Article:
Has the increased political influence of indigenous/peasant organizations on the local state in the Bolivian Andes helped them better address persistent poverty among the grassroots? The insights we gained in Northern Potosí show that there are two major movements with divergent political visions (framed around class or “peasantness”), and thus two long-term strategies for vivir bien. But both represent the same grassroots realities, and their communal leaders seek to apply similar practices (e.g. improving agricultural production or accessing off-farm employment in the mines of Mallku Khota). They also face the same difficulties—leading to complaints from their constituencies about the lack of actual support in the productive sphere. We find that this contradiction between political influence and grassroots criticism emerges less from the movements’ ideological struggles over agrarian change, and more from everyday problems, including the difficulties their local representatives face as part of the complex local administrative system, the persistence of cumbersome bureaucratic procedures, and movements’ obstructive practices of competition. Such mundane issues, we argue, are as important as issues of ideology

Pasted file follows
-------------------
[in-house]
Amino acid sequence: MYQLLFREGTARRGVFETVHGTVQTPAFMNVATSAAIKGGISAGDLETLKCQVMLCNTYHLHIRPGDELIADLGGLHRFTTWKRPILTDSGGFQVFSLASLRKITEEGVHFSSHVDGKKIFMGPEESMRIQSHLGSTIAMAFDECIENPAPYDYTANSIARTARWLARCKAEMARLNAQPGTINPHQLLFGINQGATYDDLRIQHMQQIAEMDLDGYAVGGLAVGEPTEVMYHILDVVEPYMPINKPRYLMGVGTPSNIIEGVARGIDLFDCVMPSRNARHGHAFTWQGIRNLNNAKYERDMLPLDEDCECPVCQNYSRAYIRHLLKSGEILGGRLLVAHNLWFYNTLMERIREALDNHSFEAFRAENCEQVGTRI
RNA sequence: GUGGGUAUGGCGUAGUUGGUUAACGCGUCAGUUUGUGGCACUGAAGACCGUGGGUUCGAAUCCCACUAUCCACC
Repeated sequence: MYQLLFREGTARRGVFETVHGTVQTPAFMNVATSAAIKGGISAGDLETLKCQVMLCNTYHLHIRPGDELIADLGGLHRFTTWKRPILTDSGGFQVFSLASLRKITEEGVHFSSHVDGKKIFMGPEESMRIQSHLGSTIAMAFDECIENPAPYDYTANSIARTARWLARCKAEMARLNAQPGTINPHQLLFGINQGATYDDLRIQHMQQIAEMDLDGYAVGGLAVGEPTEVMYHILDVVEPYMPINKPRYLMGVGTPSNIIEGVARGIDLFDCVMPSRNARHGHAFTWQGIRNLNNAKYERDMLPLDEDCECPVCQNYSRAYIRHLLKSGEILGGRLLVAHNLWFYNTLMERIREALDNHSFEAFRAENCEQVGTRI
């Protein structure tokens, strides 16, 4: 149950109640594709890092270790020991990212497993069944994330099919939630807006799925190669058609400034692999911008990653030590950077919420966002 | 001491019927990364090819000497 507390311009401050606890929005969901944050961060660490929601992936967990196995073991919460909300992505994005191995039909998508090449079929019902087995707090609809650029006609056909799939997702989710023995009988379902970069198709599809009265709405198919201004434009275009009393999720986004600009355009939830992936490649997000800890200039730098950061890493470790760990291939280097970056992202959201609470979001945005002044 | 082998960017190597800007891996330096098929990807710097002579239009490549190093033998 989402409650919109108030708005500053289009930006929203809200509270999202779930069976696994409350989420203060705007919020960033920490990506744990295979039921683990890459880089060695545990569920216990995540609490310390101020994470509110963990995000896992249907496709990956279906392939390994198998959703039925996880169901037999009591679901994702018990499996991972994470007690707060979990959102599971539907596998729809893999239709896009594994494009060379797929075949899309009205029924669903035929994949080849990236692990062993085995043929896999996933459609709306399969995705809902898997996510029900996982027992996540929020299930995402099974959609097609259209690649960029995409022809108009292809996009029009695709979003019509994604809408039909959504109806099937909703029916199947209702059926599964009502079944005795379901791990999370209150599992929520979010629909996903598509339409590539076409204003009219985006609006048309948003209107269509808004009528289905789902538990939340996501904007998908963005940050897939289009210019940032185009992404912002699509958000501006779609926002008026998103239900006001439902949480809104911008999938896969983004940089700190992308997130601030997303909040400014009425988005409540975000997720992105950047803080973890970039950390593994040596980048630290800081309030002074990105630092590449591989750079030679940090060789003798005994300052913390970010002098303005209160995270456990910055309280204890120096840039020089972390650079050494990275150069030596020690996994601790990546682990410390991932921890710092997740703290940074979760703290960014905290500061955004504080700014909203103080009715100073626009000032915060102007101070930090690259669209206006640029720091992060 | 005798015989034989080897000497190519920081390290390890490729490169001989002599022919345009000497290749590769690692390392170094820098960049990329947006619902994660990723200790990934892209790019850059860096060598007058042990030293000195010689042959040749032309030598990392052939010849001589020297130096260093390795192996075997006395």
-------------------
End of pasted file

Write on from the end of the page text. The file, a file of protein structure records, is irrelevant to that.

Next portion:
in debates about agrarian/rural struggles.